It’s easy to think that the United States doesn’t spend enough on education: looking around at the state of our schools, inequality among demographics, and our dated curriculum one can quickly assess that our school system does not receive enough funding. While spending more money couldn’t hurt, is it the biggest determinant of quality education?
Japan is perhaps the best example to show us that no, it is not. Japan spends roughly .5% of their GDP on education, compared to the US’s almost 1.0% (these numbers fluctuate when counting public & private expenditures, up to 3.5% and 5.0%, respectively.) It can be difficult to find exact numbers on a country’s educational expenditures, but comparing relative data reveals the same trend — that money is not the entire story. In fact, the US spends the most per-pupil K-12 than any other country, second only to Switzerland by a small margin, according to an OECD (Organization for Economic Co-operation and Development) 2013 study.
Japan, Korea, Australia, Germany, and Poland all spend less on education but outperform American students on national tests. Conversely, France, Portugal, Ireland, and Austria spend more than the US but perform worse on national tests. (Expenditures are in terms of percentage of GDP, and test scores are averaged across disciplines.) Other countries, like Finland and China, spend much more on education, and outperform heavily on national tests. China does not officially release its figures, but from third-party estimates spends almost 4% of their GDP on education, and simply dominates the charts of national test scores.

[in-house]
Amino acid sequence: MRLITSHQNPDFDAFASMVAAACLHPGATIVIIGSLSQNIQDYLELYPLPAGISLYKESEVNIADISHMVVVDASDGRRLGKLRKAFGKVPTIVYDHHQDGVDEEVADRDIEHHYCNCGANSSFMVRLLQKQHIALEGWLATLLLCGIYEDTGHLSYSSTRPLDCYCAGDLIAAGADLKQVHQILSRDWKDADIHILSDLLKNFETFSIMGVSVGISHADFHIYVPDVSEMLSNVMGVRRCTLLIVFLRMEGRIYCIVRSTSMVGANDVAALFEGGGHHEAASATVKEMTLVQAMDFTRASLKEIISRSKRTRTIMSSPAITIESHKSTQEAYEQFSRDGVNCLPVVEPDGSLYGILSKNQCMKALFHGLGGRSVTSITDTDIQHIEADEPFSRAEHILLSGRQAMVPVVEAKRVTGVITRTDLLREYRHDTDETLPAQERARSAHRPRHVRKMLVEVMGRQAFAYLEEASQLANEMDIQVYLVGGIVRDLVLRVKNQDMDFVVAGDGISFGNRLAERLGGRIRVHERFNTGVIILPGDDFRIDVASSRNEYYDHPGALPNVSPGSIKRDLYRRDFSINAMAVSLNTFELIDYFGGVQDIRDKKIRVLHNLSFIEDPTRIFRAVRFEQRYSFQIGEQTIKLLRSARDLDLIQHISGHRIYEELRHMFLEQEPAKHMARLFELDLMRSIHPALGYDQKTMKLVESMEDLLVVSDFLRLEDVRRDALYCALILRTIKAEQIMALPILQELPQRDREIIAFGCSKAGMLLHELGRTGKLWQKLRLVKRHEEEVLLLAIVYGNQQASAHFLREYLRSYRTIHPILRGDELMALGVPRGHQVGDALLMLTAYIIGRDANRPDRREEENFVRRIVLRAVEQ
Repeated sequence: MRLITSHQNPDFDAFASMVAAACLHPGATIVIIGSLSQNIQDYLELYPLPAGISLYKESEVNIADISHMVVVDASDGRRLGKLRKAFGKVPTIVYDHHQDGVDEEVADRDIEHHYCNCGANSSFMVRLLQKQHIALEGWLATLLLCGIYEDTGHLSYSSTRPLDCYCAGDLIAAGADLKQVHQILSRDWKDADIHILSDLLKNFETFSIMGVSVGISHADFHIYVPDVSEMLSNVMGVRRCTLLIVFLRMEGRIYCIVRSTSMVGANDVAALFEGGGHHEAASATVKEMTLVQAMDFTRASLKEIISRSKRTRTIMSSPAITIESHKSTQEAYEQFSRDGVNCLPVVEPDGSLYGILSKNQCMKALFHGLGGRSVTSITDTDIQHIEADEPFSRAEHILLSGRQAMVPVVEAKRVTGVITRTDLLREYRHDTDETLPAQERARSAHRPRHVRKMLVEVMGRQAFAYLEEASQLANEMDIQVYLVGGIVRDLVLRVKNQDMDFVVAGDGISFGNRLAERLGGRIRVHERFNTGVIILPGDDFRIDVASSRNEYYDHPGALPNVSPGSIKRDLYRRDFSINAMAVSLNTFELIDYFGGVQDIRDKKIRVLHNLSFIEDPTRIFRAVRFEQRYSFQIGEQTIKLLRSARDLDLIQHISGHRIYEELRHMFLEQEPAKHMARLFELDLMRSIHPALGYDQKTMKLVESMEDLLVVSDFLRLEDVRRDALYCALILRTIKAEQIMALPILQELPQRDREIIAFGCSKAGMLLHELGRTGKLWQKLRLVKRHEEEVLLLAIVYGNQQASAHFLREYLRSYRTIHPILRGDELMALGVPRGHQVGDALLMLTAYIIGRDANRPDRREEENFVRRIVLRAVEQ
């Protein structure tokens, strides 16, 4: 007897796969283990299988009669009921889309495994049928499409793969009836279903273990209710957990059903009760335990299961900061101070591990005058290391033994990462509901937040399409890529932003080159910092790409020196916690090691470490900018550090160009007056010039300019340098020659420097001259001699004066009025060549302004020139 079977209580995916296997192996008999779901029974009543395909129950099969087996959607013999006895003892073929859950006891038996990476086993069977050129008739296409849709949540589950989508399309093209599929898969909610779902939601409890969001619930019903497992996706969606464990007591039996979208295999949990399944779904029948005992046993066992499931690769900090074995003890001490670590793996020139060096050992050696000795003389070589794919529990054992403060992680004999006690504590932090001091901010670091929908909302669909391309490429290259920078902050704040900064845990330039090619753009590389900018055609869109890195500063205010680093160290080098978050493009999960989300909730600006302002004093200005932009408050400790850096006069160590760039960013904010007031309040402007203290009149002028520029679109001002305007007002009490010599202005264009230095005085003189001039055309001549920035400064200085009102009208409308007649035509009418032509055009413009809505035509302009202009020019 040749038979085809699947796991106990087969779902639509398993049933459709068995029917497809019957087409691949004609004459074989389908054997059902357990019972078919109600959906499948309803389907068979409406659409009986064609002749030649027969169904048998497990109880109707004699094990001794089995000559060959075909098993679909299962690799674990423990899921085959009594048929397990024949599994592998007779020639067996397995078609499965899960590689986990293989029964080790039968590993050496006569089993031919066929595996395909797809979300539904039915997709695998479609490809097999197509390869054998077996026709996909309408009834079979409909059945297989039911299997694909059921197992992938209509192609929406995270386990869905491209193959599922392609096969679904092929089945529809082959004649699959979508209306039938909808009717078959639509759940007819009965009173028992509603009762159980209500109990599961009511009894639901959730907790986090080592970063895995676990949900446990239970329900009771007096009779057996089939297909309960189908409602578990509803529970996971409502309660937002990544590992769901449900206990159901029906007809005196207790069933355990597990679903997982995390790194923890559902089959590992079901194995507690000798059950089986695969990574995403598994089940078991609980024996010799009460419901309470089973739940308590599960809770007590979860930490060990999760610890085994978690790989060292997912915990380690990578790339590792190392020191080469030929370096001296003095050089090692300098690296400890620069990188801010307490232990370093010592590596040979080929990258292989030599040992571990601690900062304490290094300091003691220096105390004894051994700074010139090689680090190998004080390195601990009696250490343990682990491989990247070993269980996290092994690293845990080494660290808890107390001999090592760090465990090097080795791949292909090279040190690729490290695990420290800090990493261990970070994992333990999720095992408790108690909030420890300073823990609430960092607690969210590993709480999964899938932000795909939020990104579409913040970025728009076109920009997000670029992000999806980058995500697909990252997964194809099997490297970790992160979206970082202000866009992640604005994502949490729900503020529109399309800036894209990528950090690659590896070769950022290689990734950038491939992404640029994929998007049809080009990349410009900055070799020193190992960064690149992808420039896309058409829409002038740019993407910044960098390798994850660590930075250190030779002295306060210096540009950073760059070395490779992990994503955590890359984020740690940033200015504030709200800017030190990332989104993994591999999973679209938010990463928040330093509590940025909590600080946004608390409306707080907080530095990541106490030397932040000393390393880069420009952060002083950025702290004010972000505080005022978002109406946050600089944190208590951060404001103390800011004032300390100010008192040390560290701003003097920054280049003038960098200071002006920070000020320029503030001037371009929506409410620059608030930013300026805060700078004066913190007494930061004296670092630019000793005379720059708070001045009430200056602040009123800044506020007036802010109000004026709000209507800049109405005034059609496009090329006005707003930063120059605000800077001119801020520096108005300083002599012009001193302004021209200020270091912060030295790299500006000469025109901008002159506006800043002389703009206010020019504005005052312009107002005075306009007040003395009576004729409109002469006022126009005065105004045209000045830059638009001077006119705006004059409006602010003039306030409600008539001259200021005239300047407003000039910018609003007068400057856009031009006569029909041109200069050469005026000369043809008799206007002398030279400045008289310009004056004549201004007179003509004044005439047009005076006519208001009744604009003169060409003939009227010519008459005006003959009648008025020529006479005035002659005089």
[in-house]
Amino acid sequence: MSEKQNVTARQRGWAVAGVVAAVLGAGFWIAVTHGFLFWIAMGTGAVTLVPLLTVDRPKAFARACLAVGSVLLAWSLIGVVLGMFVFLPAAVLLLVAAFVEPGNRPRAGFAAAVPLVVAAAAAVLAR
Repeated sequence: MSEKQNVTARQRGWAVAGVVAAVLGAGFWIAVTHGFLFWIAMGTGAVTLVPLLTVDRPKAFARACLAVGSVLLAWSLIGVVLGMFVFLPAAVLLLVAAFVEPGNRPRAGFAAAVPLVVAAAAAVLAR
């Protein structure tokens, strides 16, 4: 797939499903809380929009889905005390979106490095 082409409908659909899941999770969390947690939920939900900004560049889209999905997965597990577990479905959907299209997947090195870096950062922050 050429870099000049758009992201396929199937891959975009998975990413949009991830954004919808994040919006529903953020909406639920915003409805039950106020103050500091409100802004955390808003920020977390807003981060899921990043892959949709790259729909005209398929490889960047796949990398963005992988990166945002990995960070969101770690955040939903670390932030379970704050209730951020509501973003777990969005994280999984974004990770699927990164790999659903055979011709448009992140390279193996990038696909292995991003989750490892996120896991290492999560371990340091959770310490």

Recently I came across this data and presented it to a class at Portland State University, and then asked the class what this data could reflect in terms of money vs performance. From our readings, we learned that teacher quality was the single biggest factor when gauging student outcomes. So, quite simply, more money means access to better teachers here in America. Our class determined, because of our national testing system, that good teachers are moving out of the public sector in favor of private sector jobs because they have more autonomy in the classroom.
The US spends a lot per-pupil, but arguably does not invest in equitable, and quality, teacher training, and also expects teachers to follow stringent curricula based on tests and not life skills. Other countries follow a more “discipline-based” learning style that focuses on developing life skills like research, critical thinking, assessment and collaboration, whereas much of the US’s curriculum focuses on memorization-and-recall, with multiple-choice testing platforms replacing essay-based answers.
While I personally think that the US could spend more on education, global data suggests that quality education is less about money and more about curriculum.
Readers, what are your thoughts on this?